Sign up for our COVID-19 newsletter to stay up-to-date on the latest coronavirus news throughout New York An Island Park resident digs out of the snow in February 2013. (Photo by Joe Abate)13. Record BlizzardThirty three inches. That’s the new record for snowfall that buried Medford when Nemo, as the February nor’easter was known, blanketed the Island. Hundreds of vehicles—some with their drivers inside overnight—were left stranded on local roadways, including the Long Island Expressway, which was closed for three days while upstate plows were called in. Business owners took to shoveling their roofs, as the weight of the snow caused some to cave in. Brookhaven Town Supervisor Ed Romaine, who drew ire for being away on vacation at the time, was still defending his snow response during his re-election campaign in the fall. Sure was pretty, though.12. RIP Bill LindsayThe Lion of The Legislature, as the longest-serving presiding officer of the Suffolk County body was known, leaves behind a big paw print. Legis. William Lindsay (D-Holbrook), who lost his battle with lung cancer in September, had led a legislative investigation into the county ethics board—a move that culminated in ex-County Executive Steve Levy forgoing a third term to settle a criminal probe of his fundraising. Lawmakers soon after renamed the county’s North Complex in Hauppauge after Bill, their stabilizing force. And now, his son, Legis. William Lindsay III (D-Bohemia) represents the same district.11. Hempstead Clerk ScandalA judge found former Hempstead Town Clerk Mark Bonilla guilty in July at Nassau County court of official misconduct for trying to cover up alleged sexual harassment of a female subordinate who is suing him. Although he was acquitted of petit larceny, coercion and another misconduct charge, his conviction on the lone misdemeanor count forced New York State to remove him from office. That came after the Bellmore resident had refused calls from fellow elected officials to step down following his arrest. In a stroke of poetic justice, the Republican was sentenced to help members of the Hispanic community apply for health insurance through the Affordable Care Act, Democratic President Obama’s proudest achievement.10. Nassau ColiseumNew York Islanders Owner Charles Wang’s vision to replace Nassau Coliseum with a mini-city called the Lighthouse Project crumbled after nearly a decade. ThenA rendering of what Forest City Ratner’s redeveloped arena would look like at Nassau Coliseum site.voters rejected a $400 million 2011 referendum to rebuild the Uniondale arena, which prompted Wang to move its anchor tenant to the new Barclays Center in Brooklyn. Things were looking pretty bleak. But, this summer the county bizarrely tapped Forrest City Ratner, which developed the Isles’ new home, to renovate the coliseum in a $250 million privately financed deal that promises to finally breathe new life into The Old Barn once work starts in 2015. We’ll believe it when we eat a pretzel in it.9. Mangano-Suozzi RematchLI’s most anticipated electoral race of the year would have been more exciting had it ended in a nail-biter, rather than Republican Nassau County Executive Ed Mangano drubbing his Democratic rematch rival, his predecessor he’d unseated, Tom Suozzi. It proved a strange campaign. Suozzi called out Mangano for once trying to bring a casino to the coliseum, then the two joined forces to endorse a since-approved state referendum to legalize casino gambling. Mangano danced around the fact that he kept the raise he had criticized Suozzi for giving the county executive. Suozzi’s wealthy Democratic primary challenger Adam Haber aptly called out both for being cogs in the local political machine while his credentials of self-made outsider fell flat. In the end, Nassau retained its historical status as a GOP-run county despite the party’s enrollment deficit.8. Newsday Throws WeightMost days, LI’s lone daily newspaper is subtle about synergizing with its monopolistic corporate overlords, Cablevision Systems Corp. But this year Newsday crossed more lines than usual. Disregarding their journalism 101 training, the editors in Melville omitted the fact that the Dolan family who owns their parent company was bidding to redevelop the coliseum in a story about the other bidder’s political donations. Then, while endorsing Suozzi, Newsday failed to disclose that he was a paid Cablevision consultant after he was ousted in 2009. Those two ethical lapses were not surprising to anyone familiar with the paper’s decline, but they boiled over when Mangano refused to debate Suozzi on News12 Long Island, also owned by Cablevision, unless News12 disclosed Tom’s ties to the TV station’s bosses. News12 declined, and it became the first Nassau exec debate in recent memory they didn’t air—and CBS did instead.7. 7-Eleven Human SmugglingSlurpees fans were horrified to learn that some 7-Eleven franchise owners were allegedly smuggling illegal immigrants from Pakistan using stolen identities, having them work in the convenience stores and forcing them to turn over their pay. Federal investigators said the suspects victimized 50 workers after agents raided about 30 stores nationwide, rounding up nine owners, managers and workers on LI. Authorities called it one of the largest in federal law enforcement history to uncover a “modern day plantation.” The victims, who had been effectively enslaved in a scam dating back more than a decade, had been too afraid to report their treatment.6. Suffolk Kills Nursing HomeA last-ditch effort to fast-track the sale of the publicly owned John J. Foley Skilled Nursing Facility for $23 million to a pair of private nursing home operators in NewThe John J. Foley Skilled Nursing Facility in Yaphank.York City was dashed in the spring when Suffolk County Executive Steve Bellone couldn’t overcome union opposition. But as a result the county is paying to heat the empty 264-bed recently renovated facility so the pipes don’t freeze. All the 180 workers lost their employment at Foley, but some found work elsewhere. The patients were moved to other facilities in the region and some have since died.5. LIPA RebootedStarting on New Year’s Day, a private utility takes over the electrical system, transforming the Long Island Power Authority, which was blasted for its Sandy response. New Jersey-based Public Service Enterprise Group, Inc. will have a 10-year contract to provide electricity no matter the weather. PSEG replaces National Grid, which will still supply natural gas to its current customers—at least for a little while longer. LIPA once had more than 100 people on staff running a $3.6 billion business serving more than 1.1 million customers in Nassau, Suffolk and parts of Queens, but it will be drastically reduced under the new arrangement. Rest assured, the rates won’t drop.4. Feds Slap SuffolkFour years after the U.S. Department of Justice launched an investigation into allegations that Suffolk County police officers discriminated against members of the Hispanic community who reported bias and other crimes, the probe came to an uneventful end. The feds settled their review in an agreement that didn’t detail any specific allegations and required the department to improve minority relations with initiatives that have mostly been already implemented. Critics questioned what the point of it all was while county leaders cheered turning the page from a dark chapter. The probe was launched after a group of teens killed Ecuadorean immigrant Marcelo Lucero in Patchogue.3. NCPD Cover-up ConvictionsThis was a case unique from beginning to end. The Press exposed how donors to a police nonprofit were rewarded with favors, including one donor getting burglary charges against his son quietly swept under the rug. Nassau County District Attorney Kathleen Rice read the story, ordered an investigation that lead to indictment and conviction of the burglar. His father’s friend ex-Deputy Chief of Patrol John Hunter pleaded guilty to misconduct. Former Second Deputy Nassau Police Commissioner William Flanagan was found guilty by a jury of misconduct and a third police supervisor, retired Det. Sgt. Alan Sharpe, pleaded not guilty while his case is pending amid Flanagan’s appeal. And to think it wouldn’t even turn out to be the biggest scandal the department saw this year.2. $700M to Sure up ShoresOne of the silver linings to Sandy came in the form of funding for an LI public works project that will help mitigate future storms across an 83-mile stretch of the South Shore coast. The Fire Island Inlet to Montauk Point Project, a half-century-old plan that officials have wondered aloud how they would ever get Congress to back financially, had $700 million earmarked through the Sandy aid package. Although getting such complex construction underway takes time, the first phases will be seen this spring when dunes are rebuilt at parks on the eastern and western tips of FI, with the residential middle of the barrier beach waiting until fall. Beachfront restoration work is also coming to the Hamptons and The End while the bulk of the money will be dedicated to raising homes and infrastructure on bay-front mainland LI.1. NCPD Commish CannedThis is what fans of political corruption call vintage Nassau County. The wealthy political donor who owns a castle in Huntington called Nassau Police Commissioner Thomas Dale, who in turn orders the arrest of a key witness in a lawsuit that effectively aims to help his boss, Mangano, win re-election. Then, after Mangano wins, Rice announces that she investigated the incident, but cleared Mangano and Dale of criminality. Mangano fires Dale. Democrats call for federal and state investigations. Rice says one ex-cop who played a key role in the shady move is still under scrutiny. And voters, waiting for heads to roll, are left with a shiny local reminder of how the ruling class will do anything to keep their grip on power.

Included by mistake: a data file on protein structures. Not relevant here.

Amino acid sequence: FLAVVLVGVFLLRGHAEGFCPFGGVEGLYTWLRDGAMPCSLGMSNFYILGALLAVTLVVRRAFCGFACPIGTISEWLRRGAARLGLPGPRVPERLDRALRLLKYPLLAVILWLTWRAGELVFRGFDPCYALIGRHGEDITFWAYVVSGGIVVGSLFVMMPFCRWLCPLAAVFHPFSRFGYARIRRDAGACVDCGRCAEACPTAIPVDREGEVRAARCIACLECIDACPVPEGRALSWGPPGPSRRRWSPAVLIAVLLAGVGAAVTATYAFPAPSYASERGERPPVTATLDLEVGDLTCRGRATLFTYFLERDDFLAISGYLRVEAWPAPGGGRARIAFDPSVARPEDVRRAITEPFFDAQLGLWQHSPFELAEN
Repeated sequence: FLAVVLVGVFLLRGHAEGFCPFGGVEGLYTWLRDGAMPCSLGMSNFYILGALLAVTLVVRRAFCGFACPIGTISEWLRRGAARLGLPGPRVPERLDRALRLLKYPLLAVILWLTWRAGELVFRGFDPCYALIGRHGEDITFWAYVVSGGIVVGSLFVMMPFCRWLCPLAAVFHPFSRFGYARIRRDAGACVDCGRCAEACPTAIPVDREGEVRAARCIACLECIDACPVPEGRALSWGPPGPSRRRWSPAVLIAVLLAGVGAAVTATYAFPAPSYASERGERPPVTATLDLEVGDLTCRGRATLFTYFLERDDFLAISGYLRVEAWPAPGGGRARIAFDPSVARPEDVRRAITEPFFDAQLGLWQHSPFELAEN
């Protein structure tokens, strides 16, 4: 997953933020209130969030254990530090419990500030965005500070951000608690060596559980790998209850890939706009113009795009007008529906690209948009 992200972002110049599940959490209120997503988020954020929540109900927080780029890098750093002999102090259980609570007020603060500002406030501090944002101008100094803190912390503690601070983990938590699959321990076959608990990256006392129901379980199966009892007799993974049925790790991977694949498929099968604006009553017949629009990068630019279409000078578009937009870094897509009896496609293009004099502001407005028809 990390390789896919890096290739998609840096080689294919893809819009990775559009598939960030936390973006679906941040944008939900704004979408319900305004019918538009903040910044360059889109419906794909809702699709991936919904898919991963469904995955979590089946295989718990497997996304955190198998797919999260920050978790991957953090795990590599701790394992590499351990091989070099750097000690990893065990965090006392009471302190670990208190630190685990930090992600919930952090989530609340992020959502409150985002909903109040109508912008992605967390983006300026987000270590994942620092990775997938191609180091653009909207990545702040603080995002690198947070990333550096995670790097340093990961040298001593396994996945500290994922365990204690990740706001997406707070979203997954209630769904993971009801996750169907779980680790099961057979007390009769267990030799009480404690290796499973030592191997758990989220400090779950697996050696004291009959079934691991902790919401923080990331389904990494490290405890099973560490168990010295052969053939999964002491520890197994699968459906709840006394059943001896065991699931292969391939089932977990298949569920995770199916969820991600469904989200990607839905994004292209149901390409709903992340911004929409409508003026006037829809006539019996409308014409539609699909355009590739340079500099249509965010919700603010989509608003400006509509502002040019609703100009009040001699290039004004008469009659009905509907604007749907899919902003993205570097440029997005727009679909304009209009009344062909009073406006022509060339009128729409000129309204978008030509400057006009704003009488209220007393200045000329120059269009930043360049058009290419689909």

Sign up for our COVID-19 newsletter to stay up-to-date on the latest coronavirus news throughout New York When a Manhattan man recently suffered a heart attack days after his 63rd birthday on Fire Island, it was the first time a new EMS service in Cherry Grove saved a life.That’s according to civic leaders who raised about $90,000 from donors to hire locally based paramedics, which have responded to more than 30 calls since May as of mid-August and will remain staffed through the end of September, when bustling crowds thin out at the beach. A heart attack patient who died while waiting for help last year galvanized the community, which had concerns about response times for medical emergencies in an area mostly accessible by boat. Now, locals hope to turn the pilot program into a taxpayer-supported service—a proposal that has been a tough sell in similarly situated neighboring FI communities.“We’re counting that as our first save of the summer,” Ken Osman, chairman of committee behind the service, said of the July 16 cardiac arrest case. He said medical professionals at the scene told him: “This man would have died had it not been for…the paramedic.”Of the 17 communities on FI, Cherry Grove is one of four on the east end in which Suffolk County police are the primary EMS providers, because the three fire departments that protect the eastern area lack EMS service. Ambulances are only found on the west end of FI, where half of the island’s other six fire departments have their own EMS service. But, because the Marine Bureau officers that patrol the entire barrier beach have such tough terrain to cover, response times for medical help in Cherry Grove can run longer than on mainland Long Island.The move is a long time coming for Cherry Grove. Aside from being one of FI’s two LGBT resorts besides neighboring Fire Island Pines, it is also said to be the island’s oldest residential community—a superlative shared by Point O’ Woods.Before the Grove, as locals call it, launched the 24/7 summer EMS service, those who called 911 seeking medical help would often be met by the community’s volunteer firefighters, who can transport patients but are not trained in advanced life support. Patients would have to wait for EMS-trained police officers to arrive for help saving lives. North Shore LIJ also launched the second of two immediate care clinics on FI—the other is in Ocean Beach—this summer, but nurse practitioners there are equipped to only treat minor injuries, rashes and other basic ailments, not more life-threatening cases, such as heart attacks.“They’re enhancing their EMS services,” said Dr. Scott Coyne, medical director and chief surgeon for Suffolk County police, who brokered the deal allowing Cherry Grove to hire paramedics from the Sayville Community Ambulance Company. “It is extremely similar to fire and rescue district hiring a paid first responder to sit in the firehouse and respond to calls within seconds.”Since there are no ambulances in Cherry Grove, Fire Island Pines or nearby Water Island and Davis Park, the only way off the island for patients needing emergency medical care on that side of the island is by police boat or helicopter.Deputy Inspector Edward Vitale, commander of the Marine Bureau, said that his unit’s officers had an unofficial average response time of nine minutes for July in Cherry Grove when responding to reports of sick or injured people. That’s not including so-call “patrol pickups,” when officers are flagged down before a 911 call is made. Either way, it’s still less than 11-minute police response times for calls seeking medical help in July to Fire Island Pines, or 14 minutes to Davis Park.But, because every second counts in responding to medical emergencies, Cherry Grove sought to supplant police when officers are not immediately available, so a local paramedic can respond even more quickly—just in case of a life-or-death situation.Osman, the Cherry Grove EMS organizer, said the community’s new paramedics had an average response time of four minutes for the summer. He added that the community’s paramedics were also on the scene of a June house fire evaluating firefighters every 20 minutes to ensure they’re up to the task. That’s standard procedure nationwide, but the first time it was possible in the Grove.The plan to convert the donation-driven pilot program to a taxpayer-funded system may require legislation similar to a New York State bill five years ago that would have created a special medical district in Fire Island Pines. Either way, Cherry Grove property owners will have to vote on whether they want the tax. A similar ballot in Fire Island Pines fell four points shy of the 50-percent needed to pass following a study and lobbying effort.“Since that time nothing further has been invested in this issue,” said Dr. Ed Schulhafer, vice president of the Fire Island Pines Property Owners Association and a proponent of bringing EMS to that community. “Recently some very serious medical situations have occurred in Fire Island Pines that would have benefited from the presence of an EMT response. It remains to be seen what the community wants to do.”Diane Romano, president of the Cherry Grove Community Association, said she and her staff are still researching whether their community will need legislation to enact a taxpayer-funded EMS.“The question is: How do we move forward with it?” Romano asked rhetorically. “We’re trying to see how. It is a significant issue.”Davis Park Fire Department Chief Matthew Jones and a representative of the Davis Park Medical Association, which handles non-emergency patients in the community, said there are no plans to launch an EMS service in FI’s easternmost community. Representatives of the Davis Park Association, which represents homeowners there, did not respond to requests for comment.Coyne, the police medical director, noted that he would help Fire Island Pines and Davis Park set up similar programs if asked, but so far no such requests have been made.Osman, the Cherry Grove EMS organizer, posed this question to opponents of raising local taxes to fund such new emergency medical services: “How much is your life worth?”